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Syria, including Phoenicia; Asia Minor, now called Natolia; Mesopotamia, now termed Diarbeck; Chaldea; Assyria and Arabia, constitute the principal countries noticed in the Old Testament Scriptures, and are all in Asia. Egypt, which is on the northeast coast of Africa, is separated from Asia only by a narrow neck of land, called the Isthmus of Suez, and the Red Sea, now called the Arabian Gulf. Asia is celebrated as being far superior to Africa or even Europe, both in the salubrious serenity of its air, and the rich fertility of its soil, producing the most delicious fruits, and the most fragrant and balsamic plants, gums, and spices. The scriptures, however, relate chiefly to the events which took place in Palestine, or Canaan – where the kingdoms of Israel and Judah flourished — where the temple of God was erected by king Solomon — where most of the inspired Scriptures were written — where our Lord Jesus Christ accomplished the all-important work of human redemption — and where the apostles of the Saviour were supernaturally qualified to go forth among all nations, to preach the gospel of eternal salvation, bringing sinners of every tribe into the kingdom of Messiah. Canaan was so named from Canaan, the son of Ham, the son of Noah. It lay between the Mediterranean Sea and the mountains of Arabia, extending from Egypt on the south, to Phoenicia on the north. It was bounded on the east by Arabia Deserta; on the south by Arabia Petraea, Idumea, and Egypt; on the west by the Mediterranean, called in Scripture The Great Sea; and on the north by the Mountains of Lebanon in Syria. Its length from the city of Dan, which stood at the foot of those mountains, to Beersheba, which was situated at the southern extremity of the land, is about two hundred miles; and its breadth, from the shores of the Mediterranean to the eastern border, is about ninety miles. This country is known to us by several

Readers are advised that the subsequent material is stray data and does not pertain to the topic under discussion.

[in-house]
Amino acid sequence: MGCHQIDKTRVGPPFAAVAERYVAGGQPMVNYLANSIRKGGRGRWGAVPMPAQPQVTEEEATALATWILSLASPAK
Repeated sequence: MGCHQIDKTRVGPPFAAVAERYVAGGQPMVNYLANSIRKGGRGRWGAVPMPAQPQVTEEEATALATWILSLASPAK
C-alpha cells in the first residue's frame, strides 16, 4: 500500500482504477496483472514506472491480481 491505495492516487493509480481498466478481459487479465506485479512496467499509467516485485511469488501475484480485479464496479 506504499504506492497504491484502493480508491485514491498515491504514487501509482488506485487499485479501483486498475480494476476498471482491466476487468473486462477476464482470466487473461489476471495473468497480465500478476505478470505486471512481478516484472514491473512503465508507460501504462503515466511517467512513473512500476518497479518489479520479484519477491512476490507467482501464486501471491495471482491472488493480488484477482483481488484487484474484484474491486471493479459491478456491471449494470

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significant names besides that of Canaan; it is called The Land of Promise, from the fact of its having been promised to Abraham and his family; Palestine, from the Philistines; Judea, from the tribe of Judah possessing its most fertile division. It is frequently called The Holy Land, from the circumstances recorded in the Holy Scriptures, especially as the ministry of Christ was exercised in that country; and as there the obedience, and death, and resurrection of Christ took place for our eternal salvation.
On the completion of the work of redemption, the apostles were commissioned to “go into all the world, and preach the gospel to every creature;” and the fulfilment of their ministry opens to us a new field of geography. Asia Minor, Greece, and several other parts of the Roman empire, especially the countries around the shores of the Mediterranean, might claim a particular notice in this place, did the nature of this work allow of an extension of the subject.